RECRUIT SELECTION INTAKE 2008

highpitchedteamΑσφάλεια

30 Νοε 2013 (πριν από 3 χρόνια και 17 μέρες)

41 εμφανίσεις

DO NOT WRITE ON THIS BOOK

1

DO NOT WRITE ON THIS BOOK

RECRUIT SELECTION INTAKE 2008


READING COMPRHENSION


2A


TIME


3
0 mins





1.

Read the passage then answer the questions.


2.

For each question there are four possible answers
given.


3.

Select the
BEST

answer
a
,
b
,
c

or
d

in the test which
you consider c
orrect and put an X in the correct box on the
answer sheet:



a

b

c

D

1.


X




4.

Only
ONE

choice is possible.


5.

You have

30

minutes to complete this test.



DO NOT WRITE ON THIS BOOK

2

DO NOT WRITE ON THIS BOOK



Governments, and private agencies around the world, are increasingly looking at biometrics,

which
is the measurement of the unique biology of a person. Biometrics, information about your body
which is unique to you as an individual, is seen as a way to tackle crime and terrorism. Biometric
data will probably be included on all passports in the f
uture, particularly fingerprints.


In the UK, we are interested in biometrics for ID cards too. The UK wants to introduce identity
cards with biometric data, as do about 50 other countries. To be secure,
government
ministers
were told that the database fo
r IDs needed iris scans from eyes, ten fingerprints and a photograph.
However, due largely to cost, the plan to introduce iris scans has been dropped. As iris scans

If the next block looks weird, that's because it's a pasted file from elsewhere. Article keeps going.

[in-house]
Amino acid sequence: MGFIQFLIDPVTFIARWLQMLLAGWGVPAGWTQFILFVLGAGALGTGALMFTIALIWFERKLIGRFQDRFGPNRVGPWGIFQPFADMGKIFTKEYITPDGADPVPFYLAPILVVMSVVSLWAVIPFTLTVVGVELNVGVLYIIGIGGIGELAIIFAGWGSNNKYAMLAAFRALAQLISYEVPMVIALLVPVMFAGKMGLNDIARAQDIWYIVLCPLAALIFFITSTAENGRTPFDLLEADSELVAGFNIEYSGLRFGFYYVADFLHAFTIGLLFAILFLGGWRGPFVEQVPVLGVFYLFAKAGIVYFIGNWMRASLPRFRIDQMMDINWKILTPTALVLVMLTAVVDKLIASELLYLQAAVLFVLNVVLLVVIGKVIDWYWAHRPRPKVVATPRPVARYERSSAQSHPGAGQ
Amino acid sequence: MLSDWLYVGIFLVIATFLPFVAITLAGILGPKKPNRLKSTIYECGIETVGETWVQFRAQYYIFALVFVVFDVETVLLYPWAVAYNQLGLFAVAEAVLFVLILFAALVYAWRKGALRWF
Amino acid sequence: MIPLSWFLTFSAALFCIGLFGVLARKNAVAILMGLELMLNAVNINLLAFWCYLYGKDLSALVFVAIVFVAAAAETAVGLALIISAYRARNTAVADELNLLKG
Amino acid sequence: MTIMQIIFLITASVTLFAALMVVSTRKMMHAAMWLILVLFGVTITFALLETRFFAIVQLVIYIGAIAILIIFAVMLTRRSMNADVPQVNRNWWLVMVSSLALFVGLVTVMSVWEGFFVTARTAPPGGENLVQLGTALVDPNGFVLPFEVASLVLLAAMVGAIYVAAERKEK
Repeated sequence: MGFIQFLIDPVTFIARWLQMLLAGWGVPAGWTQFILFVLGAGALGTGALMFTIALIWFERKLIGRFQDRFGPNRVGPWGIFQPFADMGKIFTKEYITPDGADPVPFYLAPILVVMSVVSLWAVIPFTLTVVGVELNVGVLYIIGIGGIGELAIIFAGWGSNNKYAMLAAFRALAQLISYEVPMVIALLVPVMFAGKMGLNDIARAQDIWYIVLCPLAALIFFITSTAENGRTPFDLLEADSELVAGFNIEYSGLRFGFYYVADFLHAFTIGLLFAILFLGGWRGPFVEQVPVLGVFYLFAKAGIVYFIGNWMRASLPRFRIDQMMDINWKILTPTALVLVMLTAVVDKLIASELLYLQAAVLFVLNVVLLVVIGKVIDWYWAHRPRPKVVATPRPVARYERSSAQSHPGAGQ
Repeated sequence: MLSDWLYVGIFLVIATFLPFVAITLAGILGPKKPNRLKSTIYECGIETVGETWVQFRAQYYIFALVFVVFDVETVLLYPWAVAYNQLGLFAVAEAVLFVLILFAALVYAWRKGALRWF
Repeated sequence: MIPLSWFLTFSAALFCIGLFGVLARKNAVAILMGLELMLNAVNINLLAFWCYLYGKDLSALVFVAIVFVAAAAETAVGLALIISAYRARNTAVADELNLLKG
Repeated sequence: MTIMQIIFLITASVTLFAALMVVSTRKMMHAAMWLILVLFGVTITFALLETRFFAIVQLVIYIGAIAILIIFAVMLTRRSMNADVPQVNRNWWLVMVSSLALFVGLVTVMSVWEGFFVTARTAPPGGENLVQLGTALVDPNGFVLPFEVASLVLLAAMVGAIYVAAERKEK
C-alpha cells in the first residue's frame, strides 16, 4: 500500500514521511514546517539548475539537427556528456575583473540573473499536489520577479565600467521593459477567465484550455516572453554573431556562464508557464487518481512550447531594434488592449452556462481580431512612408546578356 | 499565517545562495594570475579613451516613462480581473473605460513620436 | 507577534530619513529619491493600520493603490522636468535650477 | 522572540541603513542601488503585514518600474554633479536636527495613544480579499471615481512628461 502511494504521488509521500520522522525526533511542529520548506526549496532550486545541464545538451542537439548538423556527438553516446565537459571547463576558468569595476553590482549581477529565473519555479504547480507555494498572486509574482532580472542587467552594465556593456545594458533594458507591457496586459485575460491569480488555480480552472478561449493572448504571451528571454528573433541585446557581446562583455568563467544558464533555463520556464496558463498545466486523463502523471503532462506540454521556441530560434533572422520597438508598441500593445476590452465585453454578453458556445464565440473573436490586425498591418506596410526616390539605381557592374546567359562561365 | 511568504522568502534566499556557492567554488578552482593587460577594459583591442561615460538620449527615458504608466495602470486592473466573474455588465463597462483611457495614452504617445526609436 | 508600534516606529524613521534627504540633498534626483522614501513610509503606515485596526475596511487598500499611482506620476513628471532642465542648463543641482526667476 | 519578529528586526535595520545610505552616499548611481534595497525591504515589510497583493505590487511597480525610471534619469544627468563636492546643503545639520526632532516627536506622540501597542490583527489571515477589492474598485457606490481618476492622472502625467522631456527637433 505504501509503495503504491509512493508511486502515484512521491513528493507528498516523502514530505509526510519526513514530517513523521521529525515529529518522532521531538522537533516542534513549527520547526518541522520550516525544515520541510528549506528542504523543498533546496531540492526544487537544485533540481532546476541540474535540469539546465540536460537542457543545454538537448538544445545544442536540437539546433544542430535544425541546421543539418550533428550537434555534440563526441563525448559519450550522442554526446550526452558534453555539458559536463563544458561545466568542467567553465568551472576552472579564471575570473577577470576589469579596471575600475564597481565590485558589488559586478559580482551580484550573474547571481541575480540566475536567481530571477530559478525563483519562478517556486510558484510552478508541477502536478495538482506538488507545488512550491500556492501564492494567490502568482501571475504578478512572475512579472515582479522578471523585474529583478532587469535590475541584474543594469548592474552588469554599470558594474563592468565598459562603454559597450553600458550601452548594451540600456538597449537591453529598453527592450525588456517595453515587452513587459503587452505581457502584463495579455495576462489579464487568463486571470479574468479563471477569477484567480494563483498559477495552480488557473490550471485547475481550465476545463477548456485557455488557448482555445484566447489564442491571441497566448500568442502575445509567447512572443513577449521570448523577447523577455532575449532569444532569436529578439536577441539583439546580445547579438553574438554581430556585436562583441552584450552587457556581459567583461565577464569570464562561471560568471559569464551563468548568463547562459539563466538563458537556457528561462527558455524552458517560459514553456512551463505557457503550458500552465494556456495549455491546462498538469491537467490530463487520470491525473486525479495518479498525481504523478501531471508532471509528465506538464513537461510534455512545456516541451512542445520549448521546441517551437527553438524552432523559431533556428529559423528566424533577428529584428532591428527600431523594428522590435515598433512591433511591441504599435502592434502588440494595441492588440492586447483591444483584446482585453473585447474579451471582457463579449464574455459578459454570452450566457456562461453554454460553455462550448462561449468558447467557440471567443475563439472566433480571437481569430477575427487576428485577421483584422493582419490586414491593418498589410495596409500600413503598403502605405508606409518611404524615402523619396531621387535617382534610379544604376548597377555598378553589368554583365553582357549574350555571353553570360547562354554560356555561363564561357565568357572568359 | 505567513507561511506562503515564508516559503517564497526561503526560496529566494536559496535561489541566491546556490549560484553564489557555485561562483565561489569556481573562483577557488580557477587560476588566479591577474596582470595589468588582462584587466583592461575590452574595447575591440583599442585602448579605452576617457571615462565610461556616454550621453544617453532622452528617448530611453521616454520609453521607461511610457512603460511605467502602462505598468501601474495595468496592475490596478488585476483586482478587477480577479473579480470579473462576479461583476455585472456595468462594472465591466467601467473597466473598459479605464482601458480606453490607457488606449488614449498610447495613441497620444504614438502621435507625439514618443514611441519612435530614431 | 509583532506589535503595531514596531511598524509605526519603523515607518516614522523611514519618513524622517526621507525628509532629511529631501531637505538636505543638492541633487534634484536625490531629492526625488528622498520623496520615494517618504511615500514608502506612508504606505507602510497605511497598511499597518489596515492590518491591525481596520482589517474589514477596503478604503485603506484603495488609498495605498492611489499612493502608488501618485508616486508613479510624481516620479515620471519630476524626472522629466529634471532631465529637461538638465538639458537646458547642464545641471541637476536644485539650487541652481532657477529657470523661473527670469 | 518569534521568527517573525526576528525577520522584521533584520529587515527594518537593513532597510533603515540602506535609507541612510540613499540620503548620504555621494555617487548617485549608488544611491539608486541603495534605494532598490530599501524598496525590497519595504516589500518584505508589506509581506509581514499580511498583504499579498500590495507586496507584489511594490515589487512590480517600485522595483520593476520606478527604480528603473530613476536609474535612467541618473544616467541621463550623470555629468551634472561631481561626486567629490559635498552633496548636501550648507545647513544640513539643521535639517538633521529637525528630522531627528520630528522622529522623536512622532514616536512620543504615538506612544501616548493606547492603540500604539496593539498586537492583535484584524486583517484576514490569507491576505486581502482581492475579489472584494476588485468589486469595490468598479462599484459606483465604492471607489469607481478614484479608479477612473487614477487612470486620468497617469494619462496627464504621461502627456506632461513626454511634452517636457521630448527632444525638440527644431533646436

are
probably

the most accurate read out, making the cards almost foolproof,

this decision

i
s causing
concern.


Recent developments (2007) in the use of biometrics on passports, have come from universities in
the UK, Austria and the US, which can analyse the scent that every person leaves behind. They
have discovered that people leave a unique ar
oma ‘fingerprint’. These findings will lead to new
forensic techniques, the modern equivalent of using sniffer dogs t
o track criminals. The findings

are
being considered for use with forensic evidence such as DNA and fingerprints. As already stated,
body o
dour could be used in biometric passports. These would be very sophisticated and costly,
compared to the ordinary passport, but genetic information will make forgery difficult. Many
countries want them as part of their war against terrorism.


The US milita
ry and the UK police have been examining the technique’s potential in
terrorist or

criminal investigations. Looking at the technique from a different angle, a European project to
improve airline safety has

been trialling

the use of an ‘electronic nose’ to
detect dangerous
explosives and chemicals in passengers’ luggage.


Prof Richard Brereton, from Bristol University’s Centre for Chemo metrics, said: ‘We know that
certain animals can tell things about each other by scent. There is evidence they can scent di
stress
and disease. Humans have lost this ability
to sniff out each other’s scent

so accurately but we can
use technology to do it for us. There appears to be evidence of an individual ‘fingerprint’.


A scent is made up of traces of chemicals that evaporat
e off the body in what scientists call the
‘thermal plume’, left behind in sweat and other bodily fluids. Researchers have found a way to
collect and analyse samples using an ‘electronic nose’ that breaks the scent down into its